The Conversation ensures its integrity by only obtaining non-partisan sponsorship from education, government, and private partners. To avoid commercial conflict it takes no advertising and doesn’t carry advertising pop-ups or annoying autoplay.

The Conversation information and news is generated through partnerships with scholars at universities. Professional editors at The Conversation work with academics to convert their expertise into something understandable and readable by the public.

The Conversation generates revenue through a university membership model. Universities are massively deep repositories of research, knowledge and expertise but a lot of that stays behind the paywall of their own walled garden or ivory tower. Being part of The Conversation helps universities get good at presenting their knowledge and information to the general public and increase the reputation of their scholars.

Mix and Match

Open business models use diverse means to generate revenue. Many of the businesses and organizations we interviewed make use of more than one method mixing and matching them together.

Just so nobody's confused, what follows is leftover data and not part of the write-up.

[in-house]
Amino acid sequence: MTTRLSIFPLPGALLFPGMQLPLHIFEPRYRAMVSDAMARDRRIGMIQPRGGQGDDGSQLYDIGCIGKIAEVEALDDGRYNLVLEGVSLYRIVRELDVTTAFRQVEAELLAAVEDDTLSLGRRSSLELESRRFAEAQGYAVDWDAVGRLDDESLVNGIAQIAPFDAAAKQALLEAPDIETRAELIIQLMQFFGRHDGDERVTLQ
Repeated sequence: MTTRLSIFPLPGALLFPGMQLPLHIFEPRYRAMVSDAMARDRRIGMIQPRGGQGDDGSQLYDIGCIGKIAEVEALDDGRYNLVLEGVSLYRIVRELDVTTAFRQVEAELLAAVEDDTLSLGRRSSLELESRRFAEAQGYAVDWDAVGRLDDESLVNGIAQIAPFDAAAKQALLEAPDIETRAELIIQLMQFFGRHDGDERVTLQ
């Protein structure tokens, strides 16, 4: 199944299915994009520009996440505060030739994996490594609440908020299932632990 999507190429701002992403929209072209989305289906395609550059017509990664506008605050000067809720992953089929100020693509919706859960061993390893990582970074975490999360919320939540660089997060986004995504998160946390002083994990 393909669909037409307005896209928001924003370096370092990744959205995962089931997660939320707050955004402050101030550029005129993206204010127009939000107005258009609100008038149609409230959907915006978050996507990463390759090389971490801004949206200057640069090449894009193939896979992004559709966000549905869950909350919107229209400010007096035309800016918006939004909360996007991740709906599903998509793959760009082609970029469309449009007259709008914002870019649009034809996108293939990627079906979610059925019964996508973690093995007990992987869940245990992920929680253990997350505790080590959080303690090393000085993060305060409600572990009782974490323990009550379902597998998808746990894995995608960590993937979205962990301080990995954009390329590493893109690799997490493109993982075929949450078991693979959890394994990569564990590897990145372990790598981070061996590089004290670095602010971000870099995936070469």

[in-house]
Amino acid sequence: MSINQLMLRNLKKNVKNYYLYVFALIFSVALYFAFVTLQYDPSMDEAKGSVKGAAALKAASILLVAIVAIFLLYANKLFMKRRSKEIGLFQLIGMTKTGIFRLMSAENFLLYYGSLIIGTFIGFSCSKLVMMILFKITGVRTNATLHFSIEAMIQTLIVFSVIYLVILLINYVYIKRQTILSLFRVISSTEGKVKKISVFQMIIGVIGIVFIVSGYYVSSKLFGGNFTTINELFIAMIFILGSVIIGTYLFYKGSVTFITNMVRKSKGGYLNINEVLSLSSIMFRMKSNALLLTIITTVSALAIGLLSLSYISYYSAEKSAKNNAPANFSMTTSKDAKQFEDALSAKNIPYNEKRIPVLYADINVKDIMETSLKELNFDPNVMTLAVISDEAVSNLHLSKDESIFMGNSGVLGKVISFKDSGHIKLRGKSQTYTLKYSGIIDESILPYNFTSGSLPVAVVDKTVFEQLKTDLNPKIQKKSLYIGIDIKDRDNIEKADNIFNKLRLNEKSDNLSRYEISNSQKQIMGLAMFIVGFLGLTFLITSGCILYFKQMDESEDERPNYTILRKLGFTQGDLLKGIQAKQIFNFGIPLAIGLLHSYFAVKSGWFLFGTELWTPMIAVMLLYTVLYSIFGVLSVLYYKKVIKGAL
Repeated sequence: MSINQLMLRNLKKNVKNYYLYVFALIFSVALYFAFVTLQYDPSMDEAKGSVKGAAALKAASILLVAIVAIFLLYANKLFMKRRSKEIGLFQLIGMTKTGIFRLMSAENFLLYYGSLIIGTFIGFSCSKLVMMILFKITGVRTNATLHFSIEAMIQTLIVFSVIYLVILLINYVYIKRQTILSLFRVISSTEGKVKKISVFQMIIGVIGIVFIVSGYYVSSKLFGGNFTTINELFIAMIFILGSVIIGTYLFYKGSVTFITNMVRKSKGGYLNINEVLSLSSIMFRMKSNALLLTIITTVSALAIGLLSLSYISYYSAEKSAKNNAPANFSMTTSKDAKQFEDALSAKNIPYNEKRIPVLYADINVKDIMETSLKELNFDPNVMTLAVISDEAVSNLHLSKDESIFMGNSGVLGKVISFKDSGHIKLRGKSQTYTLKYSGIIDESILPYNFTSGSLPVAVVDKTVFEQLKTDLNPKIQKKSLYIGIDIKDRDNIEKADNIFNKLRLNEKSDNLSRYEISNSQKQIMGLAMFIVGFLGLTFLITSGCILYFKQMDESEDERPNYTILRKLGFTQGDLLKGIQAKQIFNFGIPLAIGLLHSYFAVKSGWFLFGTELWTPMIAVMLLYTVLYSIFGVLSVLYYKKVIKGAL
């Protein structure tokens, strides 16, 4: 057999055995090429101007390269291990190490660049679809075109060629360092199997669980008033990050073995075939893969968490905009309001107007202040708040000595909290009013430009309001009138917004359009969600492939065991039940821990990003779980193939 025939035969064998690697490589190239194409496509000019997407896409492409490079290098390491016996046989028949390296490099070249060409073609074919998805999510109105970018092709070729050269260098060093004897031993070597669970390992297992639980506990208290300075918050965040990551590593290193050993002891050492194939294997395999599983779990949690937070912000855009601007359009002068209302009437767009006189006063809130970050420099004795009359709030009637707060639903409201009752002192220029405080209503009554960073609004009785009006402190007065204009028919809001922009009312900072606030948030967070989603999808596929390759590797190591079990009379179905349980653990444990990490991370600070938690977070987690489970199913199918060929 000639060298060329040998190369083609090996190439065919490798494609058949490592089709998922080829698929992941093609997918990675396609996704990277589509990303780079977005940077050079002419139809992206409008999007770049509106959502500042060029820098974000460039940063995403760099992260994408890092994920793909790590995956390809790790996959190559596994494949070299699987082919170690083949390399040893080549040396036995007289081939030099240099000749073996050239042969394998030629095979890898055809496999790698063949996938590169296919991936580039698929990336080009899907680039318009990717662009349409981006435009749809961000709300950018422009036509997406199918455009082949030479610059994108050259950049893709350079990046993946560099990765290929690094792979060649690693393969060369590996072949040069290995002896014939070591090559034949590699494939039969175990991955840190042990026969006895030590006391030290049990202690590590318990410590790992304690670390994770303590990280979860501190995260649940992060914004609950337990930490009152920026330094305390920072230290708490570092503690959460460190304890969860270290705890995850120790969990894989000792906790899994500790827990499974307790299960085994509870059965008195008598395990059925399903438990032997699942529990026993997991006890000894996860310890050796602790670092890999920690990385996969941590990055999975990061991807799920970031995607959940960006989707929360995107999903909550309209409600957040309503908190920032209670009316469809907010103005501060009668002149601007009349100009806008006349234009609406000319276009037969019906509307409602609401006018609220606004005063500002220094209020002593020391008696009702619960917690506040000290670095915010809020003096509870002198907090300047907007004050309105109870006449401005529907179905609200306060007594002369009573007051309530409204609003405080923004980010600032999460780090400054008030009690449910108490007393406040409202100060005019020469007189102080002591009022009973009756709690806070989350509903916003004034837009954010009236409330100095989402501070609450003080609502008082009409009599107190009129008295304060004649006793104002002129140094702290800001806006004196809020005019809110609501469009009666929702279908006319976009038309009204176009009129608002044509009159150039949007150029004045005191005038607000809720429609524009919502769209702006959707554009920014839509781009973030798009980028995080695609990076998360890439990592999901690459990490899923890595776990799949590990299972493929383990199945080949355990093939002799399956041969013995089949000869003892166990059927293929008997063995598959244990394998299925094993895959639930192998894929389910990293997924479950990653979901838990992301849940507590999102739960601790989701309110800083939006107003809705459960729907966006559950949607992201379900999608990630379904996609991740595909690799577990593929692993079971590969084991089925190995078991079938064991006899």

The integration of different methods is an area of open business model innovation. Combinations can be devised to custom-fit a particular business purpose and generate unique value and differentiation. Diversification of revenue methods mitigates risk and provides multiple paths to sustainability.

Revenue = a means to an end

The initial draft of this post aimed to define a taxonomy of open business model types. Based on feedback from Sarah and our co-creators (thank you co-creators) I decided to shift it to simply depicting methods of open business model revenue generation. It became clear to me that an open business model taxonomy cannot be based solely on revenue and that more work was needed to ensure an open business taxonomy was based on facets other than money.

For open business models revenue generation is a means to an end, not the end itself. The end game for everyone we’ve spoken to is not profit but impact.

Traditional business models start with exclusivity, denying access to a good until money is paid. There is no impact without first a financial transaction.

Open business models start with inclusivity, participation, and universal access. Impact is enabled up front and revenue generation follows.

I hope this post helps you see this difference and realize that just because a business is open doesn’t mean it can’t generate revenue. In many ways I think open business models are more sustainable and beneficial to the world than closed ones.

Go open and prosper.

Special thanks to Sarah Pearson and co-creators Bernd Numberger, Benedikt Foit, and Jason Blasso for their many suggestions and improvements to this post.